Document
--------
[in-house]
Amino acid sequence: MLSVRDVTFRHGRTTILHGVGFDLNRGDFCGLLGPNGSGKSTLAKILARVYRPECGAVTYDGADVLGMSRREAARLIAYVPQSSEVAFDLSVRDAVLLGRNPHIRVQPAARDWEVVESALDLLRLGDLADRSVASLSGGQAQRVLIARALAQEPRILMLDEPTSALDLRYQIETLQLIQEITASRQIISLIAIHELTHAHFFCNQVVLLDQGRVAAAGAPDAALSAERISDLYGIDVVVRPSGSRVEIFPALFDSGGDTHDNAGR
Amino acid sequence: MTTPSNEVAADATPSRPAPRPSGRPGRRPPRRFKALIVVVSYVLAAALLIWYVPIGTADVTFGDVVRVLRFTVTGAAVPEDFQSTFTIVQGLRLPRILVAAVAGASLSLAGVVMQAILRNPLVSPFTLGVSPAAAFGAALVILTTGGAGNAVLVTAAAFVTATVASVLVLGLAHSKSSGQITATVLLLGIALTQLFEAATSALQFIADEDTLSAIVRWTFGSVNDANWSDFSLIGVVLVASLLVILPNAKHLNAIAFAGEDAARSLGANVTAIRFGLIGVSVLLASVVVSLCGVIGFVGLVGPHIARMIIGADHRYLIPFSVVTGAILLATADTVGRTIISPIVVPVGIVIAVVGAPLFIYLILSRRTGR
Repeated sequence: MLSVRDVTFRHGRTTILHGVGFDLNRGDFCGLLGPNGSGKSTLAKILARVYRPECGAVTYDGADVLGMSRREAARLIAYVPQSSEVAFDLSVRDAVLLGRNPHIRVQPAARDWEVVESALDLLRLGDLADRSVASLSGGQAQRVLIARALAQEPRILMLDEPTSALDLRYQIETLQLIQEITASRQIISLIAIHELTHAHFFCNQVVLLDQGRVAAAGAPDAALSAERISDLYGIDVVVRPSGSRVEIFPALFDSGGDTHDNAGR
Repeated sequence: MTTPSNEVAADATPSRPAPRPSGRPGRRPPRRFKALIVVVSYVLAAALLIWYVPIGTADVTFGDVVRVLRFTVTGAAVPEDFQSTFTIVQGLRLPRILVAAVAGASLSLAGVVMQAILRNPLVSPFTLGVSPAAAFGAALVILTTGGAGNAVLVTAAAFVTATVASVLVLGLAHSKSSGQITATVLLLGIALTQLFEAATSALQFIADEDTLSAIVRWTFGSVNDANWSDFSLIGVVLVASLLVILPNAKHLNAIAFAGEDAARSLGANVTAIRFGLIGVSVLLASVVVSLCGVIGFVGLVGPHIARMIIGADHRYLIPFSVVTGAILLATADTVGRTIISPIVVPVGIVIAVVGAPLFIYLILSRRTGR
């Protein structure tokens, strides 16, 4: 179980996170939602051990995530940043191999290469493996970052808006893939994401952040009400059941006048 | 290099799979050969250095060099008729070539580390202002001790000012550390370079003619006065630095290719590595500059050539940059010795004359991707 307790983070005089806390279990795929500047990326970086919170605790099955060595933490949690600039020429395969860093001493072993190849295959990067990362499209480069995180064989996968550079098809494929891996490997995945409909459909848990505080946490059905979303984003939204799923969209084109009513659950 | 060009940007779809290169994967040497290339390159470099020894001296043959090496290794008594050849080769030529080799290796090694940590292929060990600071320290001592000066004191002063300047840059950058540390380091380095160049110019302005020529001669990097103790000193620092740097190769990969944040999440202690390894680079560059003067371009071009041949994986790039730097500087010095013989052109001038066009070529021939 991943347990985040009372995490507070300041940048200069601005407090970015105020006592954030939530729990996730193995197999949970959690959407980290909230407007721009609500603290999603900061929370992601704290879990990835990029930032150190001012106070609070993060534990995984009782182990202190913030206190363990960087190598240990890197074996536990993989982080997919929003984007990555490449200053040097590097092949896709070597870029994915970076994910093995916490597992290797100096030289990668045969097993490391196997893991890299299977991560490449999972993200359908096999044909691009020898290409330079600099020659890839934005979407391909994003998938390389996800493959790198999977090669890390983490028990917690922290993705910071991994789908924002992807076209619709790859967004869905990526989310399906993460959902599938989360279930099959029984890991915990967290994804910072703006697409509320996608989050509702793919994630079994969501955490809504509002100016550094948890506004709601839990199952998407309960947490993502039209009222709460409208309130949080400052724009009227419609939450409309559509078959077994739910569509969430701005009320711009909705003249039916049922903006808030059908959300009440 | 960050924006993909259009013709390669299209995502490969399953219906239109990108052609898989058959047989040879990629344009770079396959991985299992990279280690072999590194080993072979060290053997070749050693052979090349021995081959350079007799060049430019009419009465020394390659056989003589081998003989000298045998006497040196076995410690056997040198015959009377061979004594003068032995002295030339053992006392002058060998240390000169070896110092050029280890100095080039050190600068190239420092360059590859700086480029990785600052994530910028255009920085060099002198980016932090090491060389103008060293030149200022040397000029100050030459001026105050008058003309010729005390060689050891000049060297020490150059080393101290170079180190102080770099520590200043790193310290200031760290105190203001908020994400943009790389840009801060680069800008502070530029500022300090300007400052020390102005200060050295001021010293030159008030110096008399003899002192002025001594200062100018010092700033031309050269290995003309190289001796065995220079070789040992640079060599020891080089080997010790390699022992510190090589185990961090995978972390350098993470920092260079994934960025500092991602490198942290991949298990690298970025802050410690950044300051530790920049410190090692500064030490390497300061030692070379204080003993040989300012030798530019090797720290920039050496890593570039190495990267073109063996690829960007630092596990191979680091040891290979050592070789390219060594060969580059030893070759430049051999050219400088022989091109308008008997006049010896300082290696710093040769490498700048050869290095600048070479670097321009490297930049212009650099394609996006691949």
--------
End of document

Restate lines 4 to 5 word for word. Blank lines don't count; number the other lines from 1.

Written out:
Repeated sequence: MLSVRDVTFRHGRTTILHGVGFDLNRGDFCGLLGPNGSGKSTLAKILARVYRPECGAVTYDGADVLGMSRREAARLIAYVPQSSEVAFDLSVRDAVLLGRNPHIRVQPAARDWEVVESALDLLRLGDLADRSVASLSGGQAQRVLIARALAQEPRILMLDEPTSALDLRYQIETLQLIQEITASRQIISLIAIHELTHAHFFCNQVVLLDQGRVAAAGAPDAALSAERISDLYGIDVVVRPSGSRVEIFPALFDSGGDTHDNAGR
Repeated sequence: MTTPSNEVAADATPSRPAPRPSGRPGRRPPRRFKALIVVVSYVLAAALLIWYVPIGTADVTFGDVVRVLRFTVTGAAVPEDFQSTFTIVQGLRLPRILVAAVAGASLSLAGVVMQAILRNPLVSPFTLGVSPAAAFGAALVILTTGGAGNAVLVTAAAFVTATVASVLVLGLAHSKSSGQITATVLLLGIALTQLFEAATSALQFIADEDTLSAIVRWTFGSVNDANWSDFSLIGVVLVASLLVILPNAKHLNAIAFAGEDAARSLGANVTAIRFGLIGVSVLLASVVVSLCGVIGFVGLVGPHIARMIIGADHRYLIPFSVVTGAILLATADTVGRTIISPIVVPVGIVIAVVGAPLFIYLILSRRTGR